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Editorial

Editorial Andy Mantell and Patti Simonson Welcome to Volume 2, Issue 2 of Social Care and Neurodisability. This quarterly journal aims to be a single source of knowledge on legislation, best practice and research for those working with, and affected by, neurological conditions. This issue explores issues of empowering those who are marginalised; people with dementia, sub-arachnoid haemorrhages and children who have acquired brain injuries. The practice section focuses on the needs of those with dementia. First, David Moore and Kirsty Jones discuss a local authority’s experience of implementing the personalisation agenda with people with dementia. From interviewing clients, family carers, social care staff and managers, they found that one of the biggest hurdles was the attitude of staff. This included deciding that people with dementia could not benefit from such initiatives. They highlight the importance of hearing what people with dementia and their familial carers want, rather than assuming this. As they note (Carr, 2010, p. 2): Personalisation means thinking about care and support services in an entirely different way. This means starting with the person as an individual with strengths, preferences and aspirations and putting them at the centre of the process of identifying their needs and http://www.deepdyve.com/assets/images/DeepDyve-Logo-lg.png Social Care and Neurodisability Pier Professional

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Publisher
Pier Professional
Copyright
Copyright © 2011 by Pier Professional Limited
ISSN
2042-0919
eISSN
2042-874X
Publisher site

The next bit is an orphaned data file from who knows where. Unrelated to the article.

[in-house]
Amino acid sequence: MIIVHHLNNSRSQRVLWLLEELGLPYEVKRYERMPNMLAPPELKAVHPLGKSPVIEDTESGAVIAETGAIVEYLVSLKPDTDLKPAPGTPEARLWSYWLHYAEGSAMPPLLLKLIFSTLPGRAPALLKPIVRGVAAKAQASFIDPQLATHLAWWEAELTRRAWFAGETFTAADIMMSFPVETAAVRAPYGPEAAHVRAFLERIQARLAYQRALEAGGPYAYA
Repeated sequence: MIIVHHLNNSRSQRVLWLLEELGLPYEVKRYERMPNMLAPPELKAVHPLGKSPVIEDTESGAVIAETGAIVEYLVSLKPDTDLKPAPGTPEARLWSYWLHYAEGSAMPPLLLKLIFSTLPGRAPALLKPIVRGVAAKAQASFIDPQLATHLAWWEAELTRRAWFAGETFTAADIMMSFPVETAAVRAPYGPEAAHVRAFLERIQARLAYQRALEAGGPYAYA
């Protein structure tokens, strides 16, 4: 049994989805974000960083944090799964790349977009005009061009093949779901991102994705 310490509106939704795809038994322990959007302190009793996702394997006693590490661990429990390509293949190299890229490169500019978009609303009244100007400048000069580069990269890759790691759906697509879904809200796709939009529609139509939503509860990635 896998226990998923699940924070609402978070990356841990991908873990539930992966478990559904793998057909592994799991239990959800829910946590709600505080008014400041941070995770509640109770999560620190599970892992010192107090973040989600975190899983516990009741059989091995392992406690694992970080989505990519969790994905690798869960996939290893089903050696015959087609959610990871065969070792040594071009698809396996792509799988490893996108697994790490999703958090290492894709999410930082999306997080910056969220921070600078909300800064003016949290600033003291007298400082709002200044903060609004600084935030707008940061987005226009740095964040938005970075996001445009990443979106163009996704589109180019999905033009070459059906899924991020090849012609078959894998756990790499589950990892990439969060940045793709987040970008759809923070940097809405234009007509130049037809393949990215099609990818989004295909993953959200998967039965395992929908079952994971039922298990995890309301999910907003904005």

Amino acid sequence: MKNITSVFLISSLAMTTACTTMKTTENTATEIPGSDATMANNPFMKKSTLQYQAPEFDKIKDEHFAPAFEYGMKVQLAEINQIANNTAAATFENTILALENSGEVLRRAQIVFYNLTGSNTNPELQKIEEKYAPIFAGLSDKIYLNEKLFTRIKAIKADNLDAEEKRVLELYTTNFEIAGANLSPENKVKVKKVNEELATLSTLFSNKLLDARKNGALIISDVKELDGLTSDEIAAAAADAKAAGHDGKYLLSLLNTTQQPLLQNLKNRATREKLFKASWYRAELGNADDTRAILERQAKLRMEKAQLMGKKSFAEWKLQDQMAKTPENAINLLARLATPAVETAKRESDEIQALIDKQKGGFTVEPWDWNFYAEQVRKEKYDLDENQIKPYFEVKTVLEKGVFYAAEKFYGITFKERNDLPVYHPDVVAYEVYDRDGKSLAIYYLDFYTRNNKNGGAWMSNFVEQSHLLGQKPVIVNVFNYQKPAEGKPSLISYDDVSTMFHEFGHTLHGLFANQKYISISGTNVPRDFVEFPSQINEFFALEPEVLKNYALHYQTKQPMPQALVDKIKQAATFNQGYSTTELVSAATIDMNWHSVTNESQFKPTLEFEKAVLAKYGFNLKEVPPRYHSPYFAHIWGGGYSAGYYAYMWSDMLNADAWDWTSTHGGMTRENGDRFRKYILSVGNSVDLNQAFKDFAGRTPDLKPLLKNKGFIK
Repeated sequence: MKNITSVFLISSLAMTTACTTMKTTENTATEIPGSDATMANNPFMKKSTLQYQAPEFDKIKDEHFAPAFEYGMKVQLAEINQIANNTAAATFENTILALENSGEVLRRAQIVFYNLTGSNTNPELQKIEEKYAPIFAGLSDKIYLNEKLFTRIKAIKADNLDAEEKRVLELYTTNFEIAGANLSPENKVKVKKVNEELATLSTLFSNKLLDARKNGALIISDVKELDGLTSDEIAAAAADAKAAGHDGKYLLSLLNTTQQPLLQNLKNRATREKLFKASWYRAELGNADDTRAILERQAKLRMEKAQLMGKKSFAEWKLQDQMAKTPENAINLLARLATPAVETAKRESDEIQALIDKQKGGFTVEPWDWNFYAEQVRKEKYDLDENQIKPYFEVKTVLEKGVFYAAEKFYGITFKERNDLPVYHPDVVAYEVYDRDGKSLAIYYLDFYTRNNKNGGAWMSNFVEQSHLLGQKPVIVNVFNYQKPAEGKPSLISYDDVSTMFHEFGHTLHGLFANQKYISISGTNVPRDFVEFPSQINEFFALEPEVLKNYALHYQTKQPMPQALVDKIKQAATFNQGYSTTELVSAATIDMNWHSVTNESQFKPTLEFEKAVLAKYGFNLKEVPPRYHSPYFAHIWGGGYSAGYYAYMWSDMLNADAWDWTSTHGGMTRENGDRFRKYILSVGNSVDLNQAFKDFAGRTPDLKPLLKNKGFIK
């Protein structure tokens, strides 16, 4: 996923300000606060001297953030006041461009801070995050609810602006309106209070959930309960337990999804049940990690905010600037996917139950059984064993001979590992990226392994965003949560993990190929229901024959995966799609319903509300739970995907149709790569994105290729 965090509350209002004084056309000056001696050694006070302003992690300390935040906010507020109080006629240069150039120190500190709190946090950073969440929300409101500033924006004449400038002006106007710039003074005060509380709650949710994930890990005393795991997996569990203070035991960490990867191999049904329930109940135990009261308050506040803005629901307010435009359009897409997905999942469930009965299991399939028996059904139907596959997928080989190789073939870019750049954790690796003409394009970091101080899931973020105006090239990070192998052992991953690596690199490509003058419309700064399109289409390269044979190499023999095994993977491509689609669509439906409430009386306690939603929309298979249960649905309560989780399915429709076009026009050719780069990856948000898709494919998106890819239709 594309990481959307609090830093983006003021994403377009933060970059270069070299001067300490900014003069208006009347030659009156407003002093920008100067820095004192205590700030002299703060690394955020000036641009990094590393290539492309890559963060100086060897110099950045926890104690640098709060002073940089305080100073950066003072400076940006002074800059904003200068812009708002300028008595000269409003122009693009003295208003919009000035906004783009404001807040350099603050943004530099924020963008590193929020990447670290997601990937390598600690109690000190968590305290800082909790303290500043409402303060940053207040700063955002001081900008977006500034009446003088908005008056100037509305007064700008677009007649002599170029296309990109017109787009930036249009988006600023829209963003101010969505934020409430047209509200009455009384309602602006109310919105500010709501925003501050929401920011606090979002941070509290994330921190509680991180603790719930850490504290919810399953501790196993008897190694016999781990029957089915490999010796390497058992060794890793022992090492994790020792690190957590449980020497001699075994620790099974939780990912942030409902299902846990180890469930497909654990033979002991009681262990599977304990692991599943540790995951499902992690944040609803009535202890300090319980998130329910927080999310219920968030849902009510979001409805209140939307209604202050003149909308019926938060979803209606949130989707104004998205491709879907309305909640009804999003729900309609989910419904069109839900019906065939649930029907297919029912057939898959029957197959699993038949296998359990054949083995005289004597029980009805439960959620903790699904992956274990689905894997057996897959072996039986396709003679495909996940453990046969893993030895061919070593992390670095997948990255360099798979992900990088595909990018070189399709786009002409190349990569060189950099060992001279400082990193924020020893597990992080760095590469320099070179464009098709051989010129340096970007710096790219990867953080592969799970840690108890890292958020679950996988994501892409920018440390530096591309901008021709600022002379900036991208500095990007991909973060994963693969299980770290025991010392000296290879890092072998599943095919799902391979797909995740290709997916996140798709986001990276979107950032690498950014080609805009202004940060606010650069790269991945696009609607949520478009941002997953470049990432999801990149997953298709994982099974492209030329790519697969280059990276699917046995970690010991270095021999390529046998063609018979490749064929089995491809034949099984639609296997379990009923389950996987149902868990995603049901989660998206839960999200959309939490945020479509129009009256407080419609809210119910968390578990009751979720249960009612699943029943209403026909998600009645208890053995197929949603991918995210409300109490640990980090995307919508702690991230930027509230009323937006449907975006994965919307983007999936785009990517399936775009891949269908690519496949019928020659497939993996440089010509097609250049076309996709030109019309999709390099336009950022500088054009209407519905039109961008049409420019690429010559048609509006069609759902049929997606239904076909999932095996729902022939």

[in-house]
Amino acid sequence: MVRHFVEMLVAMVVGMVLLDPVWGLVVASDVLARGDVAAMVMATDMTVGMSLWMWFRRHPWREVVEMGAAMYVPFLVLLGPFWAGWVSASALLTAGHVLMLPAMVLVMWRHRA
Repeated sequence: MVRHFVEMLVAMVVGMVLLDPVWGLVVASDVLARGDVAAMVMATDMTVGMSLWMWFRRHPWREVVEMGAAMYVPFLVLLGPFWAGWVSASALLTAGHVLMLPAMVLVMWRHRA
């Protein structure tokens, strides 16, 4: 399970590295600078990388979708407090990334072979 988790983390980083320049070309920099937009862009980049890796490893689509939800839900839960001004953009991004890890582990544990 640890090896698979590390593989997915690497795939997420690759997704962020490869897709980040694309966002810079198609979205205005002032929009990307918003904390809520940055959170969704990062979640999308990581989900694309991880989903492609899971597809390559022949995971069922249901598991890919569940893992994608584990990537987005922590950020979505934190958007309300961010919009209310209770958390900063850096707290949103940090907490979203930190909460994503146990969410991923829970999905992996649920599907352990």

See Article on Publisher Site

Abstract

Andy Mantell and Patti Simonson Welcome to Volume 2, Issue 2 of Social Care and Neurodisability. This quarterly journal aims to be a single source of knowledge on legislation, best practice and research for those working with, and affected by, neurological conditions. This issue explores issues of empowering those who are marginalised; people with dementia, sub-arachnoid haemorrhages and children who have acquired brain injuries. The practice section focuses on the needs of those with dementia. First, David Moore and Kirsty Jones discuss a local authority’s experience of implementing the personalisation agenda with people with dementia. From interviewing clients, family carers, social care staff and managers, they found that one of the biggest hurdles was the attitude of staff. This included deciding that people with dementia could not benefit from such initiatives. They highlight the importance of hearing what people with dementia and their familial carers want, rather than assuming this. As they note (Carr, 2010, p. 2): Personalisation means thinking about care and support services in an entirely different way. This means starting with the person as an individual with strengths, preferences and aspirations and putting them at the centre of the process of identifying their needs and

Journal

Social Care and NeurodisabilityPier Professional

Published: Jan 1, 2011

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